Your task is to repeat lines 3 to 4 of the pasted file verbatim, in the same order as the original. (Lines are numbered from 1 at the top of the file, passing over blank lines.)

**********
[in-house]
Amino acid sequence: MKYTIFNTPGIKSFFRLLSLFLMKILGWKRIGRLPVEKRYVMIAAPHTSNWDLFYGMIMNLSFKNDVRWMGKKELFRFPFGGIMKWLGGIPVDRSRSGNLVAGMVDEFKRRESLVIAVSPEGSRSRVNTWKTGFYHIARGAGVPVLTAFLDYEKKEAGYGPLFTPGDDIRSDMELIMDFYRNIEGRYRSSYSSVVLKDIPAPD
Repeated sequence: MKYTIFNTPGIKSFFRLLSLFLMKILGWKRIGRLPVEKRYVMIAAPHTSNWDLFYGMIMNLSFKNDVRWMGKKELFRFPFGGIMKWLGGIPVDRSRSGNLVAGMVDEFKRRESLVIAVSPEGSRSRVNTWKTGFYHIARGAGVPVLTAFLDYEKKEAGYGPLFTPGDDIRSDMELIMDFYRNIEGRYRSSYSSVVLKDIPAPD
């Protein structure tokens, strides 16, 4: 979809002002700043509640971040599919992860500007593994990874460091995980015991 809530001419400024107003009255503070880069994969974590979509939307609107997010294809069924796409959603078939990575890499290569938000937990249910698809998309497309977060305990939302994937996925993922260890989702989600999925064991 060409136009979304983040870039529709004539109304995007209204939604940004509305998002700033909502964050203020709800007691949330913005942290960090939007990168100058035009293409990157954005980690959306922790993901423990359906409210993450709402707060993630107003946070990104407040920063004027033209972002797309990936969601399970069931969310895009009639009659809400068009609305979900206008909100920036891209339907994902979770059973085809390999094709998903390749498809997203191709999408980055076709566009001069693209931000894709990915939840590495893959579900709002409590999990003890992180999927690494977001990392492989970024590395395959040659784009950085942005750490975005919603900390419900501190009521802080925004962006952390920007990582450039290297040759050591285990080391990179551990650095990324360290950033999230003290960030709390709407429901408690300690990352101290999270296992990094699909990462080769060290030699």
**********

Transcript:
Repeated sequence: MKYTIFNTPGIKSFFRLLSLFLMKILGWKRIGRLPVEKRYVMIAAPHTSNWDLFYGMIMNLSFKNDVRWMGKKELFRFPFGGIMKWLGGIPVDRSRSGNLVAGMVDEFKRRESLVIAVSPEGSRSRVNTWKTGFYHIARGAGVPVLTAFLDYEKKEAGYGPLFTPGDDIRSDMELIMDFYRNIEGRYRSSYSSVVLKDIPAPD
């Protein structure tokens, strides 16, 4: 979809002002700043509640971040599919992860500007593994990874460091995980015991 809530001419400024107003009255503070880069994969974590979509939307609107997010294809069924796409959603078939990575890499290569938000937990249910698809998309497309977060305990939302994937996925993922260890989702989600999925064991 060409136009979304983040870039529709004539109304995007209204939604940004509305998002700033909502964050203020709800007691949330913005942290960090939007990168100058035009293409990157954005980690959306922790993901423990359906409210993450709402707060993630107003946070990104407040920063004027033209972002797309990936969601399970069931969310895009009639009659809400068009609305979900206008909100920036891209339907994902979770059973085809390999094709998903390749498809997203191709999408980055076709566009001069693209931000894709990915939840590495893959579900709002409590999990003890992180999927690494977001990392492989970024590395395959040659784009950085942005750490975005919603900390419900501190009521802080925004962006952390920007990582450039290297040759050591285990080391990179551990650095990324360290950033999230003290960030709390709407429901408690300690990352101290999270296992990094699909990462080769060290030699």